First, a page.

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A Fine Option For Investors

August 26, 2007 in Articles

Author: Greg Perry
Publication: Portland Press Herald/Maine Sunday Telegram

It is widely agreed that under most circumstances, your first real estate purchase should be a permanent residence, but what about your second real estate investment? A lakeside cottage? Maybe an island home? What about a commercial property?

We often find that people don’t take the time to understand commercial investment before considering their real estate options. Buying a commercial property does not need to be a high risk venture exclusive to wealthy clients.

A buyer’s expectations and realized benefits should be very different from that of a residential real estate purchase.

In most cases, first time investors are looking for safer properties with tenants already in place.

Unlike residential tenants, lease terms for commercial tenants are usually a minimum of three to five years, so turnover is less of a concern.

In addition, most tenants provide a personal or corporate guarantee within the lease contract, which helps ensure that the tenant will uphold his or her financial responsibility. (Continued on PDF)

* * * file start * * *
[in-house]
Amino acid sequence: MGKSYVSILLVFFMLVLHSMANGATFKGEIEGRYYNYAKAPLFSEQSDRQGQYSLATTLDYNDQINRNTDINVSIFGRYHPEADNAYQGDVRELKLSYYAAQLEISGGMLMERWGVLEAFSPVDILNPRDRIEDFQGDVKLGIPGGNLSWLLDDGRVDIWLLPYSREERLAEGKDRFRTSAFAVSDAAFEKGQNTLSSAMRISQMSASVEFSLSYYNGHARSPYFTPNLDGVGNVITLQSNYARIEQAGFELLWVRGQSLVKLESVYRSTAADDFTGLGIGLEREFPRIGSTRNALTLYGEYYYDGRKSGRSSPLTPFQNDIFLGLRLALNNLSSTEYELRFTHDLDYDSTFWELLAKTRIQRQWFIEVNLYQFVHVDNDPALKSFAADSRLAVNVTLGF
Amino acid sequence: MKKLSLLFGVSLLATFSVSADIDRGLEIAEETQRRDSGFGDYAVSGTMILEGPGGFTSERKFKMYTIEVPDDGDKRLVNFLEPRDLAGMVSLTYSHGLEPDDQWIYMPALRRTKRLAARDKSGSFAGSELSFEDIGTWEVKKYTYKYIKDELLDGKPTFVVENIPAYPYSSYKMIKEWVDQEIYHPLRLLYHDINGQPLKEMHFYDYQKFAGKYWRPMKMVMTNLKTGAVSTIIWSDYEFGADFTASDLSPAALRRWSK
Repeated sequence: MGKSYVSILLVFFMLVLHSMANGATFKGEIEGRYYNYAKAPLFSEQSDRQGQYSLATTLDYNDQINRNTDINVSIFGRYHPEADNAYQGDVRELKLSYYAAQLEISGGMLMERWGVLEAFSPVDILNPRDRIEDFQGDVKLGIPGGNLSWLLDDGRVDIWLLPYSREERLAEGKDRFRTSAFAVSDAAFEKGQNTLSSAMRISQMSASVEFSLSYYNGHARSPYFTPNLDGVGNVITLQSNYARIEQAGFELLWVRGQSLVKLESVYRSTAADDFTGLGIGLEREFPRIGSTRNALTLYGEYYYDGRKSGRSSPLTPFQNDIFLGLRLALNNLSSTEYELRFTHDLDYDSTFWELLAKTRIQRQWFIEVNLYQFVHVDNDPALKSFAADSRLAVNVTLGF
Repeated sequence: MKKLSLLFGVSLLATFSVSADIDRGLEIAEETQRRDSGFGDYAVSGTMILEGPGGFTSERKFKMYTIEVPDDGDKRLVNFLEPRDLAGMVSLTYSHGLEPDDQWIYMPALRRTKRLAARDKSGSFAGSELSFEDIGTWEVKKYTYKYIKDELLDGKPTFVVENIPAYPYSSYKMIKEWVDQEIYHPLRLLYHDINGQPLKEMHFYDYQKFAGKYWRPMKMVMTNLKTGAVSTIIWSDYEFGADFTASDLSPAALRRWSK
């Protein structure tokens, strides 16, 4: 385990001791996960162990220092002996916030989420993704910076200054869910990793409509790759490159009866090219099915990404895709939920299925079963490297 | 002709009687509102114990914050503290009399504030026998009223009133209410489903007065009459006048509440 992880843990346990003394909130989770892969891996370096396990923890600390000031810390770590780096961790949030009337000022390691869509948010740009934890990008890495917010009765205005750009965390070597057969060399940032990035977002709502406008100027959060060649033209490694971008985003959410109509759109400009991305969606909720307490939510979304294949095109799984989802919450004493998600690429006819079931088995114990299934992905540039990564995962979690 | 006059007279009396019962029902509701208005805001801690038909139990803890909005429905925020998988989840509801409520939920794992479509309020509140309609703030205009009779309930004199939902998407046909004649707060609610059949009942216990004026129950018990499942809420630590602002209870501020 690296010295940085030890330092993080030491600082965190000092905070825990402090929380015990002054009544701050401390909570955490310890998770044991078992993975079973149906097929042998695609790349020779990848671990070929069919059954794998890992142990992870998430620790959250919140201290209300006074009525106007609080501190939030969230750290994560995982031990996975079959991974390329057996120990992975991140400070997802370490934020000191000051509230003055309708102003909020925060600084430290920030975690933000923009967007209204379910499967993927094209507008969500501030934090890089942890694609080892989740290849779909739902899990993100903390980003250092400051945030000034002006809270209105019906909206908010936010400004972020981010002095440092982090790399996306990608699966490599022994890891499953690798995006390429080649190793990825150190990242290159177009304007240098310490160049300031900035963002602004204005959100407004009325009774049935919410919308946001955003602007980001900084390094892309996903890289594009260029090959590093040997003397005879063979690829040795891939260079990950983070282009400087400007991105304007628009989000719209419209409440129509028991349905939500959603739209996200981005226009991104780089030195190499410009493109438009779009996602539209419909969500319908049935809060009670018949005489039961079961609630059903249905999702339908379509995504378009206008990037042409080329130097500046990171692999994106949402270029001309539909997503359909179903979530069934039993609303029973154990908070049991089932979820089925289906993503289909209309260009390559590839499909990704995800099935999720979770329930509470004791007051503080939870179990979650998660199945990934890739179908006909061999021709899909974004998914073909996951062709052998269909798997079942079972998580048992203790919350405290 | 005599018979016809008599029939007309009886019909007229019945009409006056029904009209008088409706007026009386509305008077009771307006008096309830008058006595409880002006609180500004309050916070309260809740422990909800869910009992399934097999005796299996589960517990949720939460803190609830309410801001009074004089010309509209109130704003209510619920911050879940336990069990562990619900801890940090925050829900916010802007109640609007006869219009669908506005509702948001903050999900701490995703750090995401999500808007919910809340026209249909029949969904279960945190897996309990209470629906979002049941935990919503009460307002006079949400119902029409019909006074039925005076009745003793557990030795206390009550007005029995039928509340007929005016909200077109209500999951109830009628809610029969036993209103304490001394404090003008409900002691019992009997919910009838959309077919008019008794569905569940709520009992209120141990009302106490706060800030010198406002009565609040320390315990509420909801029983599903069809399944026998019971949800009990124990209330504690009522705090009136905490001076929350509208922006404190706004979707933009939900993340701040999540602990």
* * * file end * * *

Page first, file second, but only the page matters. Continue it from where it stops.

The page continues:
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Why Commercial Real Estate in Maine is a Good (Great) Investment!

July 8, 2007 in Articles

Author: Karen Rich
Publication: Portland Press Herald/Maine Sunday Telegram

As prices for residential real estate throughout Maine and New England have either fallen or held steady over the past several years, commercial real estate, especially in the retail, office and development sectors continues to thrive. Those of us who sell or lease commercial/ investment real estate in Maine, are often asked the questions “How is the market?”, “Are you seeing a slowdown/softening of the market?”, “How have the interest rates affected sales?” and so on.

The truth of the matter is that commercial real estate in Maine, especially in Southern Maine, remains a good (great) investment for any and all who have chosen that route over the last 15+ years. I personally started selling commercial real estate in Portland in 1991. For the purposes of this article, I have chosen to highlight a number of different office and retail properties that have changed hands at least twice over the course of the last 10-15 years.